Tuesday, October 28, 2014

Calculus Cat collected

Published in time for the Lakes International Comic Art Festival last week was Hunt Emerson's Calculus Cat, a smartly produced A4 book consisting of 112 pages collecting all of his strips of the aforementioned moggy and new material to boot!

The book was funded through Kickstarter, as I mentioned here back in June, and managed to reach its target of £10,000 thanks to 338 backers. The standard edition is in paperback, but those who pledged over £20 received a limited hardback edition. 

I've been a fan of Hunt's work since the 1970s when I first saw his strips in the underground comics produced by the Birmingham Arts Lab. His distinctively energetic, surreal, and genuinely funny work raises the spirits and is pure comics. This collection of Calculus Cat strips, ranging back over 30 years and including brand new material, is a prime example of Hunt's best humour work. What is also evident is how Hunt has mastered the art of black and white comics. No colour is necessary; this is superbly balanced work. 

To add a bonus to the volume, Hunt invited a bunch of us comic types to contribute our own spin on Calculus Cat for a gallery section in the back of the book. My own humble effort is there and I'm proud to share pages with such great talents as Kevin O'Neill, Gilbert Shelton, Dave McKean, Graham Higgins, Roger Langridge, Phil Elliott, Kate Charlsworth, Steve Pugh and many more.

Calculus Cat is published by Knockabout and is available to buy now.

Directly from Hunt Emerson:
http://largecow.com/shop/books/calculus-cat 

From Knockabout books:
http://www.knockabout.com/featured/calculus-cat-by-hunt-emerson/

or from Knockabout's eBay store:
http://www.ebay.co.uk/itm/CALCULUS-CAT-Hunt-Emerson-/201200904836?pt=UK_Books_Comics_Magazines_US_Comics_ET&hash=item2ed8822a84

11 comments:

TwoHeadedBoy said...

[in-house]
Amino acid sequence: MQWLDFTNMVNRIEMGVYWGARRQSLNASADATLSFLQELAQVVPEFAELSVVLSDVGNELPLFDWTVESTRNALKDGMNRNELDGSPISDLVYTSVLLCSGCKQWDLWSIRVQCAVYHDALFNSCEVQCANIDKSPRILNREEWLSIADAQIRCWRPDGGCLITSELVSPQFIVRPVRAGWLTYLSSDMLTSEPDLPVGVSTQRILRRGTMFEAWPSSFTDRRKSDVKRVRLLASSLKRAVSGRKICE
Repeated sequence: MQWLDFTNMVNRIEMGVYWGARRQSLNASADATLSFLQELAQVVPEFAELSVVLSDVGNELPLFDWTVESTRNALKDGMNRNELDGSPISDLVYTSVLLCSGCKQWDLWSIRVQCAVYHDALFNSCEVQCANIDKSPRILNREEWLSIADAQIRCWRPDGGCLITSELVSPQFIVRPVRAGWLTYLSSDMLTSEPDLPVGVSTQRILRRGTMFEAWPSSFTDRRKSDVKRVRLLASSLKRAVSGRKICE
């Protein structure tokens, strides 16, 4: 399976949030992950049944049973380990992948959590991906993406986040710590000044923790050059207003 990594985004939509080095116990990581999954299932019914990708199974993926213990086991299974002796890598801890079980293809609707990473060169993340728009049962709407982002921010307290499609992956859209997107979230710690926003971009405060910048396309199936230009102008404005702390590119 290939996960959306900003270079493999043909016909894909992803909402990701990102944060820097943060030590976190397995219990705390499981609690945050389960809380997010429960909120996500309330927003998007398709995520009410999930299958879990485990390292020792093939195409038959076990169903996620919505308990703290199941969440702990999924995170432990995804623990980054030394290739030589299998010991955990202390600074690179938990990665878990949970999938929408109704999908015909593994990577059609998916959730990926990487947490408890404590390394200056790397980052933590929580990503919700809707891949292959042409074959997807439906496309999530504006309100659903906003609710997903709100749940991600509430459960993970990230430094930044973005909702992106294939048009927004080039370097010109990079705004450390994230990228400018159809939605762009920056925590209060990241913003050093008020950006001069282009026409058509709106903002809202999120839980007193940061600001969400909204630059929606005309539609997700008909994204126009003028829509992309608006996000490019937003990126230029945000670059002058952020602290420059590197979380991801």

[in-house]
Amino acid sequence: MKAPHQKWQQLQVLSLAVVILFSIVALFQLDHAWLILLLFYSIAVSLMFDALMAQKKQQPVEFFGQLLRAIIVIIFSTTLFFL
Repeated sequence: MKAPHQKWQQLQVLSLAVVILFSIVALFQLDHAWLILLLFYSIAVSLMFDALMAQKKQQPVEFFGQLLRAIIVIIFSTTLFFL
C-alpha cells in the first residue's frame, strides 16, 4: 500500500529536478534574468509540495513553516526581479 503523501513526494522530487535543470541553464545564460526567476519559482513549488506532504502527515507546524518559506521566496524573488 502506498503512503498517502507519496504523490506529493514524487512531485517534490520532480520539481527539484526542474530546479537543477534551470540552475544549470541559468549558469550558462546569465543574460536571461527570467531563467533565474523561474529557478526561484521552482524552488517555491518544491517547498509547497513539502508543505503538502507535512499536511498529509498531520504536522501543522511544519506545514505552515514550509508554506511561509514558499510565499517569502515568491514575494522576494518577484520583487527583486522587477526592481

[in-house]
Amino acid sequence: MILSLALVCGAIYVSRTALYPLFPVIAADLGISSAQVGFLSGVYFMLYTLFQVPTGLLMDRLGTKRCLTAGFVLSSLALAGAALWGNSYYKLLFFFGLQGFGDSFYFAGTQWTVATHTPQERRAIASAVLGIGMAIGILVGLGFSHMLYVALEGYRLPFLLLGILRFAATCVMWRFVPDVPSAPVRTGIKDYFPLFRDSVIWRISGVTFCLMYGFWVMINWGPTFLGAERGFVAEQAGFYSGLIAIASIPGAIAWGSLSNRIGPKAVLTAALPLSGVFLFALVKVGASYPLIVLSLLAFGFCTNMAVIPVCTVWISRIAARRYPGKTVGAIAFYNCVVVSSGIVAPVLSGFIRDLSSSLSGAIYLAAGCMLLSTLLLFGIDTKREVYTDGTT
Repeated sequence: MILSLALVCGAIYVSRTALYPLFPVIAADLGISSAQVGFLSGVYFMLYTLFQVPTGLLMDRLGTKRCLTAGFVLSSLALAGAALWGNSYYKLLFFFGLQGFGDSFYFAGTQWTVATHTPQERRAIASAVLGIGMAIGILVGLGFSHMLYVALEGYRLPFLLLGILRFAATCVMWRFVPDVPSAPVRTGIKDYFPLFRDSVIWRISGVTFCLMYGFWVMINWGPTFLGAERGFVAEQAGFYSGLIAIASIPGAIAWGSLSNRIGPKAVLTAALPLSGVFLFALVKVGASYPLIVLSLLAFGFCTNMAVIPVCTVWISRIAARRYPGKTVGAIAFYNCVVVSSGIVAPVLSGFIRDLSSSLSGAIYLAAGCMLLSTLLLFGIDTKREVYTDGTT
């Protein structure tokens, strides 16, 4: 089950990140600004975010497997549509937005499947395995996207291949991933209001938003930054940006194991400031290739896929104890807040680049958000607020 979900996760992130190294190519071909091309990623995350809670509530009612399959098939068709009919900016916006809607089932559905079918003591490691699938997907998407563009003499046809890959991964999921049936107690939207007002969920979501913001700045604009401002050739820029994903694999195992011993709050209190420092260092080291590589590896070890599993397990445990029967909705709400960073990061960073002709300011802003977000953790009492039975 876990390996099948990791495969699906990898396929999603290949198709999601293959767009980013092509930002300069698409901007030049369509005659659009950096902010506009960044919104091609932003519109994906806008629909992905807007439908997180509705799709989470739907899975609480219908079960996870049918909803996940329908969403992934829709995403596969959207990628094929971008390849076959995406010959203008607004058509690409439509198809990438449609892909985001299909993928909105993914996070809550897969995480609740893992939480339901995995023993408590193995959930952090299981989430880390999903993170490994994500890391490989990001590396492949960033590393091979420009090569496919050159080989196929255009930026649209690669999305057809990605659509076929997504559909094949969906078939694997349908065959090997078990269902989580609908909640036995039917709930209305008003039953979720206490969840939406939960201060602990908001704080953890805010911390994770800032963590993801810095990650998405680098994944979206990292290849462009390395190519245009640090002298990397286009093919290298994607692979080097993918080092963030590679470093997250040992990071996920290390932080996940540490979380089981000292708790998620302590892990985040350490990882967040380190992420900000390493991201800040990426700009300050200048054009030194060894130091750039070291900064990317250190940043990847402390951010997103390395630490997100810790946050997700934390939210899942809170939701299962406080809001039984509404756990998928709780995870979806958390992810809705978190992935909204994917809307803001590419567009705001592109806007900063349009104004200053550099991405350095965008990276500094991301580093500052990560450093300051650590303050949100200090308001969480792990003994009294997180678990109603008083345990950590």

Mine arrived in the post this morning!

Already had the original Calculus collection, but the new material in this book's definitely worth it.

Lew Stringer said...

Yes, it's a great collection. Hunt's one of the best artists we have so it's always a pleasure to support his work. Have you seen his adaptations of the classics, such as Rime of the Ancient Mariner and Dante's Inferno? Brilliant work.

TwoHeadedBoy said...

I've got Lady Chatterly's Lover, and Dante's Inferno is on my Xmas list... Didn't know he'd done Rime of the Ancient Mariner though!

My favourite "items" of his currently on the shelf are his Phenomenomix collection, and The Big Book of Everything.

I'd like to see a collected Arsover Tit one day, but that might be a bit too niche for publishers.

TwoHeadedBoy said...

Oh, and the Firkin collections are ridiculously funny!

Colin Jones said...

I studied The Rime Of The Ancient Mariner for English 'O' Level and recently read it again as an e-book. A comic-strip adaptation would be very interesting - I've often wondered why nobody has ever thought of doing a film version.

Orietta Wilson said...

Lew Im not familiar with the strip Calculus cat would it be adult in its contents or is it suitable for everyone. Artwork looks great.

Lew Stringer said...

I don't recall any 'adult' content such as bad language or suchlike, Orietta, but it might not be suitable for the very young.

Paul McScotty -Muir said...

I recently picked up "Dogman" by Hunt Emerson a book Ive been after sine the early 80s - sadly I missed picking up Hunts "Dantes Inferno", I will need to add that to my Christmas wish list - I can't recall any bad language in Calculus Cat although I only have "Death To Television" certainly his "Firkin the Cat" collections which I picked up in all innocence needs (and has) a for adults warning - Hunts "Rime of the Ancient Mariner" and "Casenova;s last stand " are excellent you wont be disappointed - did anyone else pick up Hunts amazing very large sized Frankenstein strip/ poster that was given away in an edition of "Comic Heroes" a few years ago??

C_Oliver said...

Emerson's 'Citymouth' is a real hoot as well.

Colin Jones said...

Paul, I remember that Frankenstein poster - it was the first time I'd seen the proper Mary Shelley original story rather than a film version. I've since read the novel as an e-book.

Lew Stringer said...

I bought Comic Heroes every issue so I must have that poster somewhere! (No, it's not on my walls. I've checked.)

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